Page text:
‘Explosive transmission’: What you need to know about Spain’s fifth Covid wave
Spain has seen its Covid infection rate more than double in under two weeks, with epidemiologists confirming it as the start of the country’s fifth wave. Here’s why it’s different to previous waves and how it could affect the vaccine campaign, local restrictions, and more.
Faster rise than the other Covid waves
The fifth wave reportedly started on June 22nd when the fortnightly infection rate from the fourth wave was at its lowest: 92 cases per 100,000 inhabitants.
In just thirteen days it has increased 121 percent, a faster rise than all previous coronavirus waves in Spain, although data for the first wave can’t be deemed fully accurate given the lack of knowledge about Covid-19 in March 2020.
On Monday, July 5th, the Spanish government’s chief epidemiologist Fernando Simón confirmed that in just three days the fortnightly infection rate had climbed 33 per cent across Spain. It took only a weekend for the incidence of the virus to increase 52 points up to 204 cases per 100,000 people.
Coronavirus infections have shot up in particular among people aged 16 to 30 in Spain, but also among younger children (infection rate of 584 cases per 100,000 in 12 to 19-year-olds).
It won’t just affect unvaccinated young people
The infection rate among 20 to 29-year-olds may have already tripled up to 640 cases per 100,000 people but according to leading epidemiologist and former WHO directive Daniel Lopez Acuña people in the 60 to 69 age group – most of whom have only had their first dose of the AstraZeneca vaccine – are still at risk.
Infections among teens and twenty-somethings may also affect the vaccination plans of people in their thirties, with some regions suggesting that the younger groups should be prioritised over people in the 30 to 39 age group.
For López Acuña there’s “little logic and epidemiological sense” to bringing forward the vaccination of young people, saying that instead people in their sixties should be fully vaccinated “as soon as possible” despite the “explosive community transmission” among young people.
The epidemiologist warned that although many young people are asymptomatic, “that doesn’t mean they may not be admitted to hospital or even be at risk of death”.
Primary Care services in Catalonia and Cantrabria are reportedly overwhelmed by the rise in cases, due to the increased number of young patients with mild Covid symptoms and a huge demand for PCR testing.
High infection rates favour variant development
According to López Acuña there is a worrying sense of “false security” and that although those infected are usually asymptomatic, high community transmission increases the chances that “variants that can escape from vaccines” will emerge.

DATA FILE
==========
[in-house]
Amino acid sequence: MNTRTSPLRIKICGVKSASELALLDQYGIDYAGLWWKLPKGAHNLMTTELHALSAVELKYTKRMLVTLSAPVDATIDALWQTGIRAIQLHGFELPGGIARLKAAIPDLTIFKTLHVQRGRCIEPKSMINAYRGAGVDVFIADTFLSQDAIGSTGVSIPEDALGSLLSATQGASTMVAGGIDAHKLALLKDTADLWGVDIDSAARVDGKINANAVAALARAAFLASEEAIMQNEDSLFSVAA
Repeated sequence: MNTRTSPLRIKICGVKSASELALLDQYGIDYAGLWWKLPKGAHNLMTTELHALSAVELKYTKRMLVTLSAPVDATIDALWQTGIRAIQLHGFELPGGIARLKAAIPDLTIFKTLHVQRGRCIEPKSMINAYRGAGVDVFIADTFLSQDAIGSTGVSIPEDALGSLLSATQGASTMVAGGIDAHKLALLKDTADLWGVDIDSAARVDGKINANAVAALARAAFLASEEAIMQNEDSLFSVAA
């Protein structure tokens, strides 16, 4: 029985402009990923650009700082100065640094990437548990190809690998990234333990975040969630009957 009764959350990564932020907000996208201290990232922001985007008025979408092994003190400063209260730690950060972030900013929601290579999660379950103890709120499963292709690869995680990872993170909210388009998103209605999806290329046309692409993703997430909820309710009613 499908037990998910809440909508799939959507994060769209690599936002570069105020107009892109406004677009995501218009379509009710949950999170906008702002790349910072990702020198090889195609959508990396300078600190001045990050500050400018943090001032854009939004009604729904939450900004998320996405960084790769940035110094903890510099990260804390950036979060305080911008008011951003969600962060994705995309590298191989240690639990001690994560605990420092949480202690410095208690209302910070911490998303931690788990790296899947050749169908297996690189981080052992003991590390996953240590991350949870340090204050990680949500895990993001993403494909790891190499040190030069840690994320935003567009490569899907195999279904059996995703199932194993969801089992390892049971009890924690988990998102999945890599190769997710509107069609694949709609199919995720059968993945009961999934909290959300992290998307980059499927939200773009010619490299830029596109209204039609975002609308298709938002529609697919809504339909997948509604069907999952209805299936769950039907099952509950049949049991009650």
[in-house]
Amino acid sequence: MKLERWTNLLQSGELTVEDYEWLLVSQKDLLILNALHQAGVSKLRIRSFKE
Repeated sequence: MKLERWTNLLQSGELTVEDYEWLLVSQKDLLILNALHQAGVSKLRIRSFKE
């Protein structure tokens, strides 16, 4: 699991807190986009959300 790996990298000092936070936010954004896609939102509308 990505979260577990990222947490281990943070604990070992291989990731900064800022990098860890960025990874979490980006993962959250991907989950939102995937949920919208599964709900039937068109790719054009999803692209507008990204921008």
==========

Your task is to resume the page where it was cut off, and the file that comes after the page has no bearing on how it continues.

Although the Covid-19 outbreak in Mallorca that has led to hundreds of cases being detected across a number of Spanish regions belongs to the Alpha variant, the incidence of the Delta variant in Spain has quintupled up to 10 percent of all new cases.
Researchers and public health officials believe the Delta strain, first identified in India, will become dominant in Spain by mid-July.
Based on its higher transmissibility and model forecasts, the European Centre for Disease Prevention and Control (ECDC) also predicts that 70 per cent of new coronavirus infections will be due to this variant in the European Union in early August and “represent 90 per cent of all SARS-CoV-2 viruses circulating in the EU at the end of August”.
There has been no increase in reinfections associated with the Delta variant or any indication that existing Covid-19 vaccines protect less against this B.1.617.2 variant than against other variants, according to the latest ECDC data.
However, a preliminary study by Israel’s Health Ministry found that the BioNTech/Pfizer vaccine is less effective at stemming the spread of the Delta variant than previous strains of Covid.
Could it mean more restrictions?
Spain’s fourth wave was referred to as a ‘little wave’ by epidemiologist Fernando Simón as the initial rise in cases was slower than previous waves and the infection rate peaked at 149 cases per 100,000 people.
The emergence and meteoric rise of the fifth Covid-19 wave in Spain has perhaps caught Spanish authorities off guard, having ended the state of alarm in May, eased restrictions and reopened its borders to national and some international travellers.
It has also highlighted how challenging it may be for Spanish authorities to control rising infection rates during the summer without the special powers the state of alarm provided national and regional governments to quickly roll out new restrictions. However, Spain’s regions can still find the legislative help needed to toughen rules such as opening times and capacities.
According to López Acuña, Spain should at least close nightclubs and bars even though most have only just reopened recently after 15 months of restrictions, together with “controls at places where infections are taking place”.
The spike in infections is also likely to affect Spain’s ailing tourism industry, with Germany and Belgium already announcing travel restrictions for Catalonia and Cantabria.
Authorities in both these regions, as well as Asturias, Madrid, Castilla y León and the Valencia region, have said they are currently studying the possibility of reintroducing restrictions to stem infections.
Published the local.com 08 July 2021